The past few weeks have seen an uptick in callback phishing campaigns impersonating prominent security companies. In these phishing campaigns, cybercriminals’ goal is to try and trick their potential victims into making a phone call. Victims who fall for the phishing campaign and make the call are instructed to download malware.
In one of the most recent callback campaigns, cybercriminals are impersonating CrowdStrike, one of the largest cybersecurity companies, warning their potential victims that malicious network intruders have compromised their workstations. The phishing email ends with a call to action that tries to convince its potential victims that their systems need an audit.
If a victim falls for such a phishing email, they are then instructed to make a phone call where they will receive instructions on solving the issue. When a phone call is made, a ‘friendly person’ is always on the other side pretending to help. They start by giving their potential victims a website. However, the web address given helps the cybercriminals launch an attack by downloading malicious software into the computers of their potential victims.
How Callback Emails Are Phrased
The callback phishing campaigns are focused on social engineering. In one of the emails seen by researchers, cybercriminals started by pointing out that they had identified a problem with a segment of the network. They also indicated that they had contacted network administrators of the said institutions.
However, as the email progresses, their plans start to get executed. They start by convincing their victims to give them access to their workstations. To achieve this, they indicate that they have consulted with the victim’s information security department, which has given a green light for full access to the system.
The email also points to agreements between the victim’s workplace and the cybersecurity firm that is being used for phishing. This is done to ensure that no suspension is raised. As the email progresses, they emphasize the urgency of the email and then leave a phone number that their potential victims can use to contact them.
Ransomware Attacks as a Result of Callback Phishing
According to a report released by CrowdStrike, they assessed the callback phishing attacks as having the potential to launch ransomware in a bid to monetize their operations. They pointed out that in 2021, a similar callback campaign, the BazarCall campaigns, would result in computer systems being infected with the Conti ransomware.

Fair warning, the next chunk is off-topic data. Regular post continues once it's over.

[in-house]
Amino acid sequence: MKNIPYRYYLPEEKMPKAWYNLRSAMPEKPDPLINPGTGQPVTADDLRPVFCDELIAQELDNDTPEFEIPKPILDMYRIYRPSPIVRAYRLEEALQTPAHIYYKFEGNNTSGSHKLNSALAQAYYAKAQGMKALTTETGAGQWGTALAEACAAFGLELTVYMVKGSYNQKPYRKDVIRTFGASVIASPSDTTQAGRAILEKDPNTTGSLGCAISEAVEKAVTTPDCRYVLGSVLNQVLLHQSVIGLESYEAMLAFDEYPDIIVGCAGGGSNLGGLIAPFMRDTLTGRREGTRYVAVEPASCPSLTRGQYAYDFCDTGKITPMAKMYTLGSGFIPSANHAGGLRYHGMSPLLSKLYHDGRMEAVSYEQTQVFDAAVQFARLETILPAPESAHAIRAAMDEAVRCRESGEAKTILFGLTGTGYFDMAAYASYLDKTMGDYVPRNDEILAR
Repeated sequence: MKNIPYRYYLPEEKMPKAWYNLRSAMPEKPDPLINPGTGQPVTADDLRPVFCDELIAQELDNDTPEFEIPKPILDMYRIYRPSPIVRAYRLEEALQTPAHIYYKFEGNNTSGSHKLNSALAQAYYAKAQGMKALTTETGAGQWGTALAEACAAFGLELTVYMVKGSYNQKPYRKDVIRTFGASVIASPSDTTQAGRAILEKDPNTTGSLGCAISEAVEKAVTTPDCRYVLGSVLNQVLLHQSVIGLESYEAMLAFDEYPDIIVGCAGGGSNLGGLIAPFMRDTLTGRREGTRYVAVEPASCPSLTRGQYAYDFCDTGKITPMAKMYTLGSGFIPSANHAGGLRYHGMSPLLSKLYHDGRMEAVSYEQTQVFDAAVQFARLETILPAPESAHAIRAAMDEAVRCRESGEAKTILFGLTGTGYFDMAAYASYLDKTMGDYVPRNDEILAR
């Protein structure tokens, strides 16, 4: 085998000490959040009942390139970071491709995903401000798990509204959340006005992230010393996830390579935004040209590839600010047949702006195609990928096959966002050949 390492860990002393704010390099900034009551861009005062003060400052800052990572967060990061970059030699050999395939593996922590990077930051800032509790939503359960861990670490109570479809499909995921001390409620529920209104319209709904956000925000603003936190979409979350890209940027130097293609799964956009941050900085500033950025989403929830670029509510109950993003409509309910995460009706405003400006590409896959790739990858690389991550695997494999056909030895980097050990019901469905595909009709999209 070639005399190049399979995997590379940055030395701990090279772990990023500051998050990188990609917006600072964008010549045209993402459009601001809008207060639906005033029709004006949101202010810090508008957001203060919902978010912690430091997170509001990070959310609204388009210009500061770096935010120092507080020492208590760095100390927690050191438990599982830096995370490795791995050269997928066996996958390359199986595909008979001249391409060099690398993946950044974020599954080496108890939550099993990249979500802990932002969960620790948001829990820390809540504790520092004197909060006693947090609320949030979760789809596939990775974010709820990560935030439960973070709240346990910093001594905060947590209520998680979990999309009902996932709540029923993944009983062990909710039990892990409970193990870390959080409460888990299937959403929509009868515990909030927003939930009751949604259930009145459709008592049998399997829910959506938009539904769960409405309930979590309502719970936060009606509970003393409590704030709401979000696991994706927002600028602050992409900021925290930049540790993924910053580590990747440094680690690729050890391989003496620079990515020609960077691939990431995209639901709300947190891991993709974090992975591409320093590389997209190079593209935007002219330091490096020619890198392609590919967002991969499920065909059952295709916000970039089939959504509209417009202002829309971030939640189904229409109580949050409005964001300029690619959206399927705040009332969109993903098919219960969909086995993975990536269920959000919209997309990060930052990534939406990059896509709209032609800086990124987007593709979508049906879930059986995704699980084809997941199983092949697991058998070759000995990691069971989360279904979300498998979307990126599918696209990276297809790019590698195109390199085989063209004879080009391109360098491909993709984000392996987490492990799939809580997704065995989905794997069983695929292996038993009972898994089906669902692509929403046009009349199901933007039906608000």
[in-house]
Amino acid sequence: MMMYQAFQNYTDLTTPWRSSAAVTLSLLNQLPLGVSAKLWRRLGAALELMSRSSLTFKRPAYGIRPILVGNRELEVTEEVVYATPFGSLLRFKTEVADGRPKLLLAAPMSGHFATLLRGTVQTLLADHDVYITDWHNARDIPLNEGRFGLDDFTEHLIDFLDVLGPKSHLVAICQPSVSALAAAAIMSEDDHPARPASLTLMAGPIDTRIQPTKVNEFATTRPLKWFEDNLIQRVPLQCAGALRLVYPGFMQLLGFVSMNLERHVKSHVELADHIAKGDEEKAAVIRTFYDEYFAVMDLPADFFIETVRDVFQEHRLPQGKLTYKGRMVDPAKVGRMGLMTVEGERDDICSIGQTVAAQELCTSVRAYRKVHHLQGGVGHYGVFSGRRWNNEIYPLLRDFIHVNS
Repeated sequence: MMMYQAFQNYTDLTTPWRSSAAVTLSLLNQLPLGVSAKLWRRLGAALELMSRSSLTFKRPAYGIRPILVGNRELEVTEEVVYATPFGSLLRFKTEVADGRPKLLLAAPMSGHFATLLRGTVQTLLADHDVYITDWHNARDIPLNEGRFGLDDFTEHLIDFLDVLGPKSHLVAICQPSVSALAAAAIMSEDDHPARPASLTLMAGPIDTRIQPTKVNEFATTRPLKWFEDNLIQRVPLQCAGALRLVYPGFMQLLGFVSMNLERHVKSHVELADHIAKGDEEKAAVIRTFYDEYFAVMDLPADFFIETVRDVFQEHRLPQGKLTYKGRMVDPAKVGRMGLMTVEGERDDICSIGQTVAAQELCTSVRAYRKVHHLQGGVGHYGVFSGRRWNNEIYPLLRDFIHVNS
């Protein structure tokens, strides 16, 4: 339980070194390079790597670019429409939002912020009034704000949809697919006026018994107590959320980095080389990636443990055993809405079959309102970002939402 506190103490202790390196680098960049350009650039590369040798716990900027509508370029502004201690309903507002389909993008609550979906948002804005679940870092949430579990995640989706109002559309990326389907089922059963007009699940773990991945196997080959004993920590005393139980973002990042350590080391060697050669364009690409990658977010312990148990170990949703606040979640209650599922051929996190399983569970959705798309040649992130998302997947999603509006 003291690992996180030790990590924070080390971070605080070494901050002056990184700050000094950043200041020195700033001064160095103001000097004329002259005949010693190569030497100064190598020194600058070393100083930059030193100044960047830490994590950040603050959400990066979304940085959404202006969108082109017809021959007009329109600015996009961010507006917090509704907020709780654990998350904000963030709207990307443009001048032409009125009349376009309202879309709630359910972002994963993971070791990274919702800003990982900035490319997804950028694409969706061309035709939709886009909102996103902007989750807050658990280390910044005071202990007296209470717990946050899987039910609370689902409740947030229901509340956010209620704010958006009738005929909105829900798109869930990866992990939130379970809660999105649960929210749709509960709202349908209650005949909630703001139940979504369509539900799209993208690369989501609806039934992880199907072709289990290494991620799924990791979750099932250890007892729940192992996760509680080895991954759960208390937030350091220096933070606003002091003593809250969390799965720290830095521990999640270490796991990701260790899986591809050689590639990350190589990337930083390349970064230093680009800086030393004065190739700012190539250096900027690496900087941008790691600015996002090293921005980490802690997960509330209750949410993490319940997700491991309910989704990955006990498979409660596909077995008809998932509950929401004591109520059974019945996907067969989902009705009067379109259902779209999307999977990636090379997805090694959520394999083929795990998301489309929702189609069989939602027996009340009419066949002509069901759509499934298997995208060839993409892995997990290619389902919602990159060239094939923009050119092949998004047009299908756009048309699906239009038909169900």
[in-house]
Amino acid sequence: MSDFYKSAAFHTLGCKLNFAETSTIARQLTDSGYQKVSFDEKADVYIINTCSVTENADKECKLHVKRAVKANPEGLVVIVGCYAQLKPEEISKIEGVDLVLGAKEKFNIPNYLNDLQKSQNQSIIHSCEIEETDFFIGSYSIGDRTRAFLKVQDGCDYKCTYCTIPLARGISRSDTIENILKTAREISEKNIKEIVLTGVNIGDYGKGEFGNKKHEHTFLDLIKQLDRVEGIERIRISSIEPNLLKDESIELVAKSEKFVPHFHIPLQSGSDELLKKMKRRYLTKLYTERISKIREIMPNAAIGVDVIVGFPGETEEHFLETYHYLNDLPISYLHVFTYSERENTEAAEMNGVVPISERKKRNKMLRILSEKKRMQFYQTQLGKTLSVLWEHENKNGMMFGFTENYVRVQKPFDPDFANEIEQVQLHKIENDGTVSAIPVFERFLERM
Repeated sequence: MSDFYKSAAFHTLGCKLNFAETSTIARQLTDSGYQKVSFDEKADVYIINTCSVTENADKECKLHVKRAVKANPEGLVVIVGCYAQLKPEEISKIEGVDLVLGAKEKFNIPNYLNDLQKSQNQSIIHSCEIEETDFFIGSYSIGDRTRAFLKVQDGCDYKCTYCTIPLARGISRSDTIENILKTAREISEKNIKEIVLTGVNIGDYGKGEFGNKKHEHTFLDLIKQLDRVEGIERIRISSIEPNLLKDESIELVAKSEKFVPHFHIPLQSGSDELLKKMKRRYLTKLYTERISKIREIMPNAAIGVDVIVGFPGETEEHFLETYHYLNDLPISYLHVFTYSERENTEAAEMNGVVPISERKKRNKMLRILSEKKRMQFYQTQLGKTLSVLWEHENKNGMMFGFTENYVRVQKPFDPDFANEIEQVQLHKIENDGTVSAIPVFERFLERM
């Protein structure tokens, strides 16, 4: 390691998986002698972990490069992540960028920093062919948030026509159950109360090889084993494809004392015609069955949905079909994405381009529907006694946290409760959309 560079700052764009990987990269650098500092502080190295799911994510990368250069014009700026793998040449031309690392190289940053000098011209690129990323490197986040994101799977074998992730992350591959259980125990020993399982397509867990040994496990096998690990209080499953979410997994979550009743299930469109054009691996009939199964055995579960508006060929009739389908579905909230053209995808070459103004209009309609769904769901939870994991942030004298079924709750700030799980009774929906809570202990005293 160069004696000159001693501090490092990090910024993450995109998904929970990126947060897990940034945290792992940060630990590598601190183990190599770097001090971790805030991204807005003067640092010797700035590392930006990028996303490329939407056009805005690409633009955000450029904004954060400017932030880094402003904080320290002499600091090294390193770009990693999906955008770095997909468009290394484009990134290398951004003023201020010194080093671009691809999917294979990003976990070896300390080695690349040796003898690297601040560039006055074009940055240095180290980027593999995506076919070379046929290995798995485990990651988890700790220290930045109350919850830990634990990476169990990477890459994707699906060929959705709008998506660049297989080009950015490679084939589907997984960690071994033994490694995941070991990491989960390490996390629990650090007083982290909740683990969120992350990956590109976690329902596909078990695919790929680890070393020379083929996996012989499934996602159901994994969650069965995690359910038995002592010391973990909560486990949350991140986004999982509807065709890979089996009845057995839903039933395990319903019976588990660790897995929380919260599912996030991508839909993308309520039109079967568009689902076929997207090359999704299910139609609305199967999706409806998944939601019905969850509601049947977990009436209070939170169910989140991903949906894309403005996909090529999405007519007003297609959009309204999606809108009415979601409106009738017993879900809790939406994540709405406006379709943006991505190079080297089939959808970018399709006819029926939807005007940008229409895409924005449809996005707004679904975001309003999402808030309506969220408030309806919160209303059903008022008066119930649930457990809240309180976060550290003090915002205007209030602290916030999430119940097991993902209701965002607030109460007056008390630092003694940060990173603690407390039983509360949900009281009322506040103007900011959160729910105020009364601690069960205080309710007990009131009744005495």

The BazarCall campaign was the first known widespread callback campaign that resulted in ransomware attacks. There is a high likelihood that we will see a surge in these types of attacks in the coming months.
How Veterinary Practices Can Prevent Callback Phishing Attacks
Callback phishing attempts may sound impossible to pull off, but recent adoption by many cybercriminals indicates such attacks are succeeding. Part of the reason why such is the case is due to their target victims. For instance, in a veterinary practice setting, cybercriminals will look for staff who are not technologically savvy and target them with phishing. In most cases, victims are convinced that their workstation is infected and that they need to install additional software during the call. After installation, cybercriminals are able to move laterally through the network and launch a practice-wide ransomware attack. To avoid this, practice owners should consider implementing the cybersecurity strategies listed below.
- Training staff: The callback phishing scams are dependent on people’s ignorance for them to succeed. Therefore, it is important for a veterinary practice to emphasize the need to know how to respond to emails. If your staff are not well trained, there is a high likelihood that, once targeted, they may fall victim to such attacks which lead to your practice getting compromised.
- Access control on your network: Ensure that your network has access control. This will prevent cyber criminals from moving laterally in your network in case some of your staff fall victim to cybercrime.
- Install Antivirus/Anti-Malware: Failing to have an antivirus/anti-malware on your system can result in ransomware attacks once cybercriminals gain access to your systems through callback phishing campaigns.
- Cybersecurity verification policy: Ensure that all your staff follows a cybersecurity policy that ensures they verify all emails before responding, downloading its content, and making a phone call for a follow-up. This will help in avoiding all types of phishing attacks including callback phishing.
- Never open suspicious email: In most of these callback phishing emails, it is very easy to tell, because they are guessing whether you use a given IT service provider. In most cases, cybercriminals get the details wrong. Therefore, in such cases, you should not bother opening the email if you do not recognize the senders.
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